NASA’s CAPSTONE lunar probe is in more trouble than we thought

Artist's impression of CAPSTONE.

Artist’s impression of CAPSTONE.
picture: NASA

Controllers with the CAPSTONE mission are tries to regain control of the Moon-bound probe currently reeling, having temperature issues and unable to use its solar panels to fully charge its batteries.

in a (n To update Advanced Space, published Monday, described it as a “dynamic operational situation.” The company is leading the project for NASA, in which the 55-pound (25-kilogram) CubeSat will evaluate a unique halo orbit around the moon in advance moon space station. KEYSTONEshort for Cislunar Autonomous Positioning System Technology Operations and Navigation Experiment, started on June 28 and is in the middle of a four-month trip to the moon.

That problem started either during or after the third trajectory correction maneuver (TCM-3) on Sep 8. An unknown issue caused CAPSTONE to fall – an issue beyond the ability of the probe’s onboard reaction wheels to counteract. according to to NASA.

CAPSTONE will need to make seven course corrections to reach its intended lunar halo orbit.  The most recent anomaly occurred either during or after the third trajectory maneuver on Sep 8.

CAPSTONE must perform seven Course corrections to achieve the intended halo orbit around the moon. The most recent anomaly occurred either during or after the third trajectory maneuver on Sep 8.
graphic: Expanded Space

Several course corrections are required to move the probe towards its intended lunar orbit, known as near rectilinear halo orbit (NRHO), emanating from CAPSTONE reachable on November 13th. CAPSTONE reached apogee – its farthest point – on August 26 at a distance of 951,908 miles (1.53 million kilometers) from our planet.

After the last course correction, ground stations were unable to receive any meaningful communications from CAPSTONE, prompting Advanced Space to declare an operational emergency. When contact was finally reestablished about 24 hours later, “mission controllers found that the spacecraft was falling, onboard computer systems were periodically resetting, and the spacecraft was using more power than it was producing from its solar panels,” NASA explained.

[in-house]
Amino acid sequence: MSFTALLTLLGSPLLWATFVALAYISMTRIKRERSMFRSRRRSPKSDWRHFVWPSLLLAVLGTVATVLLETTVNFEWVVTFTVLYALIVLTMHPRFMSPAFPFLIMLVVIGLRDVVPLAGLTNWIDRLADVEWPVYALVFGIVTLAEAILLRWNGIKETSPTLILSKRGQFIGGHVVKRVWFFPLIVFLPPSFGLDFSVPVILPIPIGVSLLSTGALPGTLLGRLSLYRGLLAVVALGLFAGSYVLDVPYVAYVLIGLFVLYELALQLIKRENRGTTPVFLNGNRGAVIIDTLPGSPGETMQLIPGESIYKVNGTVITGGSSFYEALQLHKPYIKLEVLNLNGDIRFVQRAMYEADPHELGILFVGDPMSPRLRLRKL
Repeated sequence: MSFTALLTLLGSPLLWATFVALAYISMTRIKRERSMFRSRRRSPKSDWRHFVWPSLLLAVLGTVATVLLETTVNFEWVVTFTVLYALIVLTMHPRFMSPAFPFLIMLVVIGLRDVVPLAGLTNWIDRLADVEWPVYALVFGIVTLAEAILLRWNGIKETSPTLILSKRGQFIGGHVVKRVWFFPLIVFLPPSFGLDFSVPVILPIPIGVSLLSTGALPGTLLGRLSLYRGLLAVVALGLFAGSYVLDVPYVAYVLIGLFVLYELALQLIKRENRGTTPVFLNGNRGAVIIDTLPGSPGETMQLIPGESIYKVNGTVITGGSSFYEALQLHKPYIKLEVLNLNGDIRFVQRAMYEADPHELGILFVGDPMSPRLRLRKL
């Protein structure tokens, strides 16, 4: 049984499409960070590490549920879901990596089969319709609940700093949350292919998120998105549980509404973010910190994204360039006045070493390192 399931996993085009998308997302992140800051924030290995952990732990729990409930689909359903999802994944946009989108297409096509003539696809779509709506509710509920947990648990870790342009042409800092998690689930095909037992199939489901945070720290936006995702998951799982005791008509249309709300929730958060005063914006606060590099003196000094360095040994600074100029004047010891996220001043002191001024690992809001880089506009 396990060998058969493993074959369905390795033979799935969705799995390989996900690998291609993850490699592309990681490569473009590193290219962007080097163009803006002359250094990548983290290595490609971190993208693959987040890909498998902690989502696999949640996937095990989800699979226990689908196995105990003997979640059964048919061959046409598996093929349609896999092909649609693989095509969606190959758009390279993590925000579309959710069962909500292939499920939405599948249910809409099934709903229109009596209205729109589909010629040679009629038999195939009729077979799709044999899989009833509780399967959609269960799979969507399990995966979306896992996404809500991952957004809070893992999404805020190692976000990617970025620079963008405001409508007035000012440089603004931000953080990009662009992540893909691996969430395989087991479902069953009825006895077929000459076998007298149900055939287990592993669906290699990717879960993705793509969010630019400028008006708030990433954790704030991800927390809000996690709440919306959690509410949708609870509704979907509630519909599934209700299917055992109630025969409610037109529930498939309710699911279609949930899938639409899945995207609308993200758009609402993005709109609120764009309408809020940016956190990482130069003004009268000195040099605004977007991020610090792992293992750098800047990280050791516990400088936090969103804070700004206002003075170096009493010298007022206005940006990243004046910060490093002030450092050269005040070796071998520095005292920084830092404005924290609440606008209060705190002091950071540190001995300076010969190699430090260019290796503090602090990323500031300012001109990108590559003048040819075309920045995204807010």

Luckily, the pilots managed to stabilize the spacecraft using NASA’s Deep Space Network, a series of giant radio antennas used to support interplanetary spacecraft missions. “The quick response enabled by the support of the Deep Space Network and the quick thinking of the Terran Orbital team allowed the mission operators to quickly reconfigure the spacecraft’s operational state to stabilize the situation while the recovery plans continue to be evaluated could be,” he said Extended space update. A salvage team composed of experts from NASA, Advanced Space, Terran Orbital (the designer and manufacturer of CAPSTONE) and Stellar Exploration (the provider of the propulsion system of CAPSTONE) is currently evaluating the next steps. According to Advanced Space, without the Deep Space Network, the team would have “little if any information about the status of the spacecraft.” However, teams are still hampered by incomplete information.

The good news is that CAPSTONE has been placed in a stable state. It’s still staggering and in safe mode, but it’s now generating more power than it’s using. The CubeSat is currently rotating so that its solar panels are partially illuminated, resulting in weak transmissions from its low-gain antennas. Importantly, the probe successfully completed its third trajectory correction maneuver, meaning it is still on course for its special halo orbit around the moon.

The recovery team will make a decision on how to proceed in the coming days. In addition to diagnosing the cause of the anomaly, the team must resolve unspecified temperature issues with multiple subsystems, including the propulsion system. The team also prepares to crash the spacecraft to regain control of its orientation. There is good reason to believe this procedure will work, as a similar de-stumbling operation was conducted in July after CAPSTONE separated from the Electron rocket’s upper stage.

Assuming CAPSTONE can be lifted from its fall, the controllers will align the solar panels to fully charge the probe’s batteries, allowing the mission to proceed as planned. But as Advanced Space grimly noted, “Many details about the cause of the anomaly remain unknown, and significant risks continue to be analyzed.” CAPSTONE is not off the hook, but there is reason for optimism.

CAPSTONE is a precursor mission for what is to come Artemis program, in which NASA is aiming for a permanent and sustainable return to the lunar environment. To support the Artemis crews, NASA and its international partners are trying to place a space station called Gateway in the gravitationally stable Halo orbit. No probe has ever worked in NHRO, hence the importance of the CAPSTONE scouting mission.

More: Blue Origin Booster suffers a fiery anomaly during uncrewed suborbital launch.

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